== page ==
I am not a lawyer but personally I would be a little concerned that the cash alternative puts a cash value on the points, particularly in the light of HMRC guidance:
On page 20 this refers in the section on part surrender or part assignments to “A gain on a part surrender etc. which results in a receipt of benefits or a payment of a cash bonus or on your insurer making a loan or on a sale”
Note the reference to the “receipt of benefits”
However as a non-lawyer I like legal opinions because I am entitled to rely upon them. That way even if they are wrong, it is not my fault. It would seem to me that a taxpayer is in a similar situation. If they have legal advice upon which they can be expected to rely, to the effect that there is no tax liability and no reporting requirement, and that advice is completely wrong, at least they have clearly not been dishonest in failing to report. That should limit any penalties which might apply.
In addition there is the provision for payments of 5% of the initial premium realised in any year not to be taxable until total withdrawals exceed the initial premium. If there is a tax liability it very probably will not arise for a number of years or until the policy is surrendered or sold. Given that resale values of time-shares tend to be low, maybe not even then.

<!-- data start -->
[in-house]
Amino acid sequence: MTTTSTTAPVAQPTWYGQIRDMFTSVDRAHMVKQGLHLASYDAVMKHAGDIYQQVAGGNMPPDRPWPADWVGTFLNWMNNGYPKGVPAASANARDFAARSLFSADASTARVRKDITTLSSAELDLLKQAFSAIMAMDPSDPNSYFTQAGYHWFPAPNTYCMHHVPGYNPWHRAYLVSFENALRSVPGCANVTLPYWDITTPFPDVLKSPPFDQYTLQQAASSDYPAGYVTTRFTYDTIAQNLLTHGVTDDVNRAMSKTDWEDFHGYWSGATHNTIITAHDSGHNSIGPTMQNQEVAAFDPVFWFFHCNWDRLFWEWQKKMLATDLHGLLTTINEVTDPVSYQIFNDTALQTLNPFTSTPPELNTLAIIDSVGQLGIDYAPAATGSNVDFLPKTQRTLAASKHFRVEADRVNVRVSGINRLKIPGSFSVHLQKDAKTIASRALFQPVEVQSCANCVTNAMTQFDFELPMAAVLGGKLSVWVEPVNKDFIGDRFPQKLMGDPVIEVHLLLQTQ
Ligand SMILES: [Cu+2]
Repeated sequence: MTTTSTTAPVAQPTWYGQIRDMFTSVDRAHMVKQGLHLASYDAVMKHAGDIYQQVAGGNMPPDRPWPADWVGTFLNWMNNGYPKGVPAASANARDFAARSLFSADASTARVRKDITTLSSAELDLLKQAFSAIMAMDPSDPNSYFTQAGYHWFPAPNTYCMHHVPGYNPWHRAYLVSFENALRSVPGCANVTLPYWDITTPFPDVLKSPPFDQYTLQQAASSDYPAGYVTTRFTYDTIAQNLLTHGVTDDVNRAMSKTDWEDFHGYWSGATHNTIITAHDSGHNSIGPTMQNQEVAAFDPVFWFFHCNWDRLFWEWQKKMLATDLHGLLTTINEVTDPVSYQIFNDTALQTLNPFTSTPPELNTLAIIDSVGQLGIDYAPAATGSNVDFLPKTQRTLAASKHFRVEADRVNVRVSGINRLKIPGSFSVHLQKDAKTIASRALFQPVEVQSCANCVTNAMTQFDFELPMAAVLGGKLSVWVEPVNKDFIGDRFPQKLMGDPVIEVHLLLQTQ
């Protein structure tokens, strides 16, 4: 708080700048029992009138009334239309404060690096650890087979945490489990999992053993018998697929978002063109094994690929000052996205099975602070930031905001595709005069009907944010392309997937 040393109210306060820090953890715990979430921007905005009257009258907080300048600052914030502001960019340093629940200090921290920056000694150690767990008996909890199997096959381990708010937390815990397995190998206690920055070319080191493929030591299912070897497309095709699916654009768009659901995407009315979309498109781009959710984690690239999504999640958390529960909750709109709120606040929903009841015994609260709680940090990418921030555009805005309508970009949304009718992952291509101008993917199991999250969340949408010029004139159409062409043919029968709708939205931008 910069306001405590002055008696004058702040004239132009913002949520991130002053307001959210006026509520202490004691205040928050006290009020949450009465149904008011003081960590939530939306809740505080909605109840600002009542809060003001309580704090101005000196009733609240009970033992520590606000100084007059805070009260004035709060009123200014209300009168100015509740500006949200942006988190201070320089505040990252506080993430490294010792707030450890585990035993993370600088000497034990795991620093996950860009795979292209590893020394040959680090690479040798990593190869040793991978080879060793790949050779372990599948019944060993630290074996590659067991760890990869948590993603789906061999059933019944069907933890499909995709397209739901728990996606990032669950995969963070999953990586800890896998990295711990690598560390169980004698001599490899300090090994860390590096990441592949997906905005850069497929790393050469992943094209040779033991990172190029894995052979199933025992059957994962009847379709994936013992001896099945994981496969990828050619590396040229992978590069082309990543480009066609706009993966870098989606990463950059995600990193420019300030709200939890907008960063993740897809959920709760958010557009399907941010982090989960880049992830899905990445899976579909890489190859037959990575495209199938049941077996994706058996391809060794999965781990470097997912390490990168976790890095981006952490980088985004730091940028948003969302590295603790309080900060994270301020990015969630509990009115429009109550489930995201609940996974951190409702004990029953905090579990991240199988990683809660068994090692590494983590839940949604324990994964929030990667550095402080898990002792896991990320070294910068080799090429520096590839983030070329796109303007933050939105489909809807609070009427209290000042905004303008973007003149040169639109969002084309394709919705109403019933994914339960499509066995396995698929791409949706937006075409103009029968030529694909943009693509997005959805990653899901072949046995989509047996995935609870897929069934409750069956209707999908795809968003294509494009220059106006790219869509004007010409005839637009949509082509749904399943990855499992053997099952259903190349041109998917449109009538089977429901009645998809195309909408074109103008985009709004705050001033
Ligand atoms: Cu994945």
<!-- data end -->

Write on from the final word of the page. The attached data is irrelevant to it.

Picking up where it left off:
Although technically this is not a timeshare, any third party purchaser is likely to view it as such when making a cash offer.
Much would depend on how much this alternative cash benefit is in relation to the initial cost of the policy.
This situation looks very complicated and the cost resolving it is likely to be disproportionate to the tax liabilities involved and if there are indeed tax liabilities the cost determining their exact amount might also be disproportionate to the amount of tax involved particularly as it might involve looking at benefits received decades earlier.
Ian McKeever & Co Consulting Actuaries